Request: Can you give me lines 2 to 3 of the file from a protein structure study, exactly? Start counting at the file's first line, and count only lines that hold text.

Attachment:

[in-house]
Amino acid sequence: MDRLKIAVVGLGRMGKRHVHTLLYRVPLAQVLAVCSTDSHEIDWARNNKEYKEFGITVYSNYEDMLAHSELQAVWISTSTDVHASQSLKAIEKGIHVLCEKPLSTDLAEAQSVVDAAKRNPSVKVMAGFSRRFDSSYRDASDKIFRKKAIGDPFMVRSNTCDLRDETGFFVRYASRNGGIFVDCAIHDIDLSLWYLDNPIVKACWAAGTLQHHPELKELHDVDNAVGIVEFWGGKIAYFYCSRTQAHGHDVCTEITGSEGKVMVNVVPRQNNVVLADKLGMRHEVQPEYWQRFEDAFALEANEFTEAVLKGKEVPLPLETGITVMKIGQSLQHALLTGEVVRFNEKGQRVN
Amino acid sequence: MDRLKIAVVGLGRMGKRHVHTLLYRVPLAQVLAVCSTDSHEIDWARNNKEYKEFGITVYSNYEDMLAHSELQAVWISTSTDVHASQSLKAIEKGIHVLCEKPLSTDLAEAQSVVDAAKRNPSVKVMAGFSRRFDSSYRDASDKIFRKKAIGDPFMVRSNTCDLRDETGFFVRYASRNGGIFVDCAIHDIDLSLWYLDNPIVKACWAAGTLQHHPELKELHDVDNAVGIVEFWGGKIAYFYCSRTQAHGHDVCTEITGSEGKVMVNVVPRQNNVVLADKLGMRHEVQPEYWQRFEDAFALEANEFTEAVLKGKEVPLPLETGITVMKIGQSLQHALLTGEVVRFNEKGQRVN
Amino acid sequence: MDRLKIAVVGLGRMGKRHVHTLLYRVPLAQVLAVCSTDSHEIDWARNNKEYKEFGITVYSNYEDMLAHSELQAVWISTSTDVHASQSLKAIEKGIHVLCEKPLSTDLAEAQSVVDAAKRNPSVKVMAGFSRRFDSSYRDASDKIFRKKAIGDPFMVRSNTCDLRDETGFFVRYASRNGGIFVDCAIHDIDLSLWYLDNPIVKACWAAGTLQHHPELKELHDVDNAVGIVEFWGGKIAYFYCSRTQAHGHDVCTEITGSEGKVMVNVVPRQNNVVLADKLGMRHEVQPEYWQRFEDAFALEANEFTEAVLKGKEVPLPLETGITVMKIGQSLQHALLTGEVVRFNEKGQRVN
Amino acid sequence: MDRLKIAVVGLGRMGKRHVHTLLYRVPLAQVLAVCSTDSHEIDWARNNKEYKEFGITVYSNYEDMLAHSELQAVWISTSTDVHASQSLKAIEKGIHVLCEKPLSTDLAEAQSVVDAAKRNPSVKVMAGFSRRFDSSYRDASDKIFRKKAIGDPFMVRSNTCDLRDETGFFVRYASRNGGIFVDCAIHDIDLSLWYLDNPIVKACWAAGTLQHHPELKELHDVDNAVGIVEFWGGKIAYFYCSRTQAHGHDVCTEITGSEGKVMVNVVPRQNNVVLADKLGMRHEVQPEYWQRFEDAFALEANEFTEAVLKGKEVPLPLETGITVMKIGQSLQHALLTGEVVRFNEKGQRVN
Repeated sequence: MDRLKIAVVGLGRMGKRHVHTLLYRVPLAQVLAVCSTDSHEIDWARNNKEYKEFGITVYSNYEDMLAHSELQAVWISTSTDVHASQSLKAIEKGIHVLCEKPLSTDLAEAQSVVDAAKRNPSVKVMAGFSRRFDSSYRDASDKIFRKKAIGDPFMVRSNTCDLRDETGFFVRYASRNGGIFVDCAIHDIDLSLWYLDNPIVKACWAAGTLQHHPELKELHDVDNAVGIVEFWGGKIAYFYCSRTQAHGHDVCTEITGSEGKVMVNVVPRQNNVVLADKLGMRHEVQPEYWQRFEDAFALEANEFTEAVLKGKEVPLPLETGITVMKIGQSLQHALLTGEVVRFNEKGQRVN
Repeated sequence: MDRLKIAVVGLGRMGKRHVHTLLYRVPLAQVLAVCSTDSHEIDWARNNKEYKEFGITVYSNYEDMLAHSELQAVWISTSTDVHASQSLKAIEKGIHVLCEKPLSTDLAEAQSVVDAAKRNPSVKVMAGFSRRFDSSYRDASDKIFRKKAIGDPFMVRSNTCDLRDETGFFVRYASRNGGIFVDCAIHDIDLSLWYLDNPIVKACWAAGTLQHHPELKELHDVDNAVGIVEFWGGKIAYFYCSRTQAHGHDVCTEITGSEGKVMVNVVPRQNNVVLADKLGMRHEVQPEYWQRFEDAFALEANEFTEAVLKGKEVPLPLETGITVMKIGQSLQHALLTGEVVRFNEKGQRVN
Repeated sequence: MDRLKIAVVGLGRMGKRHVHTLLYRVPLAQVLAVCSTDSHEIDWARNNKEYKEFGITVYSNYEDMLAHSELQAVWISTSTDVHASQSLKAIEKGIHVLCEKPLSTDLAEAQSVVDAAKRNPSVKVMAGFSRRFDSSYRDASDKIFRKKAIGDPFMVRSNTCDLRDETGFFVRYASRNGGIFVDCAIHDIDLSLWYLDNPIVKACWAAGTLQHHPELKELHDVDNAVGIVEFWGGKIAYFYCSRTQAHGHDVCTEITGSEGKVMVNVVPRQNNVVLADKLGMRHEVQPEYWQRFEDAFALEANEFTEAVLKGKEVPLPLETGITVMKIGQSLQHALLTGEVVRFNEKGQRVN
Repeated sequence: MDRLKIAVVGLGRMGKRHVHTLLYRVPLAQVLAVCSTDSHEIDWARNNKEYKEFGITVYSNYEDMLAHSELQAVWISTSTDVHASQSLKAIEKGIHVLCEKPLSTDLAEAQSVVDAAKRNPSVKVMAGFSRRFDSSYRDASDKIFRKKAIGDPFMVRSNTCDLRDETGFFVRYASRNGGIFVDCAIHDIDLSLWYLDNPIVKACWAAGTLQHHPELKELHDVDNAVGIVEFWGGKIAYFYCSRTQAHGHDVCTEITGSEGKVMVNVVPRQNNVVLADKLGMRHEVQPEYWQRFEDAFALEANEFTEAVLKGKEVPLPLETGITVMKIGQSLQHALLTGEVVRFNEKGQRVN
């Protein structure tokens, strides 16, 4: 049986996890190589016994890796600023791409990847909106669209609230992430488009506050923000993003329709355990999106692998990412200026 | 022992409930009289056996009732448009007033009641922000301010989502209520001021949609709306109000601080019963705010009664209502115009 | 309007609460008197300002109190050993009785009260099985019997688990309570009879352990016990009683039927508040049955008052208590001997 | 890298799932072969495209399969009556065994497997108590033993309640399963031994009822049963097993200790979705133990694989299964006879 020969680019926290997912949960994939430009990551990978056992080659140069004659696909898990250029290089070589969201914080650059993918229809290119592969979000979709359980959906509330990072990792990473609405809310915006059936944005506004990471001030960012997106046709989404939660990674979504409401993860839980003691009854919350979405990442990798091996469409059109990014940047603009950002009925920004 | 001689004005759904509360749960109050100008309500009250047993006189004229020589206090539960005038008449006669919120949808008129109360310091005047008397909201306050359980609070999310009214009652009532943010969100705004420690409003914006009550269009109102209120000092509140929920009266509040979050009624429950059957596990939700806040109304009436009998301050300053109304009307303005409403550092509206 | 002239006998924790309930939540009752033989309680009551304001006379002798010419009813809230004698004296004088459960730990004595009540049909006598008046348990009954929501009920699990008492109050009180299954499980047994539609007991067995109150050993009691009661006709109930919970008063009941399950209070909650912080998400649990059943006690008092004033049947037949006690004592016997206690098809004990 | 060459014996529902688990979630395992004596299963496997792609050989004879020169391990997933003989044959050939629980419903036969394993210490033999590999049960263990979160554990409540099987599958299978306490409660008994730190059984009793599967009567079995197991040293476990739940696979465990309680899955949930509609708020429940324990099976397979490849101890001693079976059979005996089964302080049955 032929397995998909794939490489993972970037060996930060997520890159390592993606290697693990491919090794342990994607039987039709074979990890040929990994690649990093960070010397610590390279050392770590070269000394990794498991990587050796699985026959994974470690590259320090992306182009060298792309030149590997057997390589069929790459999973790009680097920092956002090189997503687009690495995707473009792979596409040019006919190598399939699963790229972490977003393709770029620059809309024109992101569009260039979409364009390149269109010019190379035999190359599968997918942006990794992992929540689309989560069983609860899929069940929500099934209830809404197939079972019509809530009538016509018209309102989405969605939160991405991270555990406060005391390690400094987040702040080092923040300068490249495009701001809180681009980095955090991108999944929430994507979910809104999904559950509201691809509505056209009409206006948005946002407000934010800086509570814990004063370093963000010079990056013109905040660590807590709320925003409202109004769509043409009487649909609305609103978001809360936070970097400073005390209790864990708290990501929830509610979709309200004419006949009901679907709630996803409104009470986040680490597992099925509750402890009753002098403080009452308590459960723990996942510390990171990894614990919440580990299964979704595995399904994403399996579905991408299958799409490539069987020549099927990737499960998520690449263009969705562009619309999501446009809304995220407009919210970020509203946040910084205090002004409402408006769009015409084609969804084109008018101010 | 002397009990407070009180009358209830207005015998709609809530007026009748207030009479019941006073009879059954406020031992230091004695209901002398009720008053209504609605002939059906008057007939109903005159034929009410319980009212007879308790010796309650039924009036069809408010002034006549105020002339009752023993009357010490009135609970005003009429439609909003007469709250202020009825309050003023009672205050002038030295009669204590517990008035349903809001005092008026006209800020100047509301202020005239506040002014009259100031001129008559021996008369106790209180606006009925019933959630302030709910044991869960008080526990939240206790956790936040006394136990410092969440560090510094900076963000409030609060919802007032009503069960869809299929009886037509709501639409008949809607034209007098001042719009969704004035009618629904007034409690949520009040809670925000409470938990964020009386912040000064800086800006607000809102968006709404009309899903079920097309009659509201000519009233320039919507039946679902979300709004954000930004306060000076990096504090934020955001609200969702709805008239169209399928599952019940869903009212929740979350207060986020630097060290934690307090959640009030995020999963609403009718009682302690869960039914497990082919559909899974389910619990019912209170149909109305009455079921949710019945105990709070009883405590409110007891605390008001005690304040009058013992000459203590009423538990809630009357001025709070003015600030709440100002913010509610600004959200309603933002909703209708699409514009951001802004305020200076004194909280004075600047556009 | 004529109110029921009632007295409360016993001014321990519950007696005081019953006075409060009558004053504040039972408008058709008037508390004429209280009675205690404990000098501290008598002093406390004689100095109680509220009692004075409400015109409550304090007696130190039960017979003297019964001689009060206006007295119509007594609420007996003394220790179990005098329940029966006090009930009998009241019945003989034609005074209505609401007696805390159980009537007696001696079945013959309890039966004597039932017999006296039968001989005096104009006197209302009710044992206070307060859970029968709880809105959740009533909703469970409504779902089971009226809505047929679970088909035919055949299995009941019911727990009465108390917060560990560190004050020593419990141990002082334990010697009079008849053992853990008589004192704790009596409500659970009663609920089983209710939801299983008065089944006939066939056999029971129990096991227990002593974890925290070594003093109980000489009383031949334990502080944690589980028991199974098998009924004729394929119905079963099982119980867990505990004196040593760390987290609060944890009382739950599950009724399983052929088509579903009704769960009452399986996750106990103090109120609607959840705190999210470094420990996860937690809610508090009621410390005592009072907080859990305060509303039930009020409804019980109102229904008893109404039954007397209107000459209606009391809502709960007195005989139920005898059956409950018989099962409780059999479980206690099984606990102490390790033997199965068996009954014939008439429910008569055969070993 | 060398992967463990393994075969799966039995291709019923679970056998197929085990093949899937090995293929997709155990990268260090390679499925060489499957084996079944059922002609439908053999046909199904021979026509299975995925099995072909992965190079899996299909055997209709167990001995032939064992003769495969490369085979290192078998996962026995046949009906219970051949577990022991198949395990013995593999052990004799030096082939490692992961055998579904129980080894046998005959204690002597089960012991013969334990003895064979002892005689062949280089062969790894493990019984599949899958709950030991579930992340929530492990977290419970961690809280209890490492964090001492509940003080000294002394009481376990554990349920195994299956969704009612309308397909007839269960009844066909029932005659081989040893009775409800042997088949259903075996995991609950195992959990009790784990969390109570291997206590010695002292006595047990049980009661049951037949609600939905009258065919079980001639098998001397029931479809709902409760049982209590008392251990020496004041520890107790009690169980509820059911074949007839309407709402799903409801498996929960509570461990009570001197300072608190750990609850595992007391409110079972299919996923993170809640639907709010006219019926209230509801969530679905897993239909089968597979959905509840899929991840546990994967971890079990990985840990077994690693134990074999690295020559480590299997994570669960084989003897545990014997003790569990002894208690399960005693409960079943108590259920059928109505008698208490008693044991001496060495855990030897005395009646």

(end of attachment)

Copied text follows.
Amino acid sequence: MDRLKIAVVGLGRMGKRHVHTLLYRVPLAQVLAVCSTDSHEIDWARNNKEYKEFGITVYSNYEDMLAHSELQAVWISTSTDVHASQSLKAIEKGIHVLCEKPLSTDLAEAQSVVDAAKRNPSVKVMAGFSRRFDSSYRDASDKIFRKKAIGDPFMVRSNTCDLRDETGFFVRYASRNGGIFVDCAIHDIDLSLWYLDNPIVKACWAAGTLQHHPELKELHDVDNAVGIVEFWGGKIAYFYCSRTQAHGHDVCTEITGSEGKVMVNVVPRQNNVVLADKLGMRHEVQPEYWQRFEDAFALEANEFTEAVLKGKEVPLPLETGITVMKIGQSLQHALLTGEVVRFNEKGQRVN
Amino acid sequence: MDRLKIAVVGLGRMGKRHVHTLLYRVPLAQVLAVCSTDSHEIDWARNNKEYKEFGITVYSNYEDMLAHSELQAVWISTSTDVHASQSLKAIEKGIHVLCEKPLSTDLAEAQSVVDAAKRNPSVKVMAGFSRRFDSSYRDASDKIFRKKAIGDPFMVRSNTCDLRDETGFFVRYASRNGGIFVDCAIHDIDLSLWYLDNPIVKACWAAGTLQHHPELKELHDVDNAVGIVEFWGGKIAYFYCSRTQAHGHDVCTEITGSEGKVMVNVVPRQNNVVLADKLGMRHEVQPEYWQRFEDAFALEANEFTEAVLKGKEVPLPLETGITVMKIGQSLQHALLTGEVVRFNEKGQRVN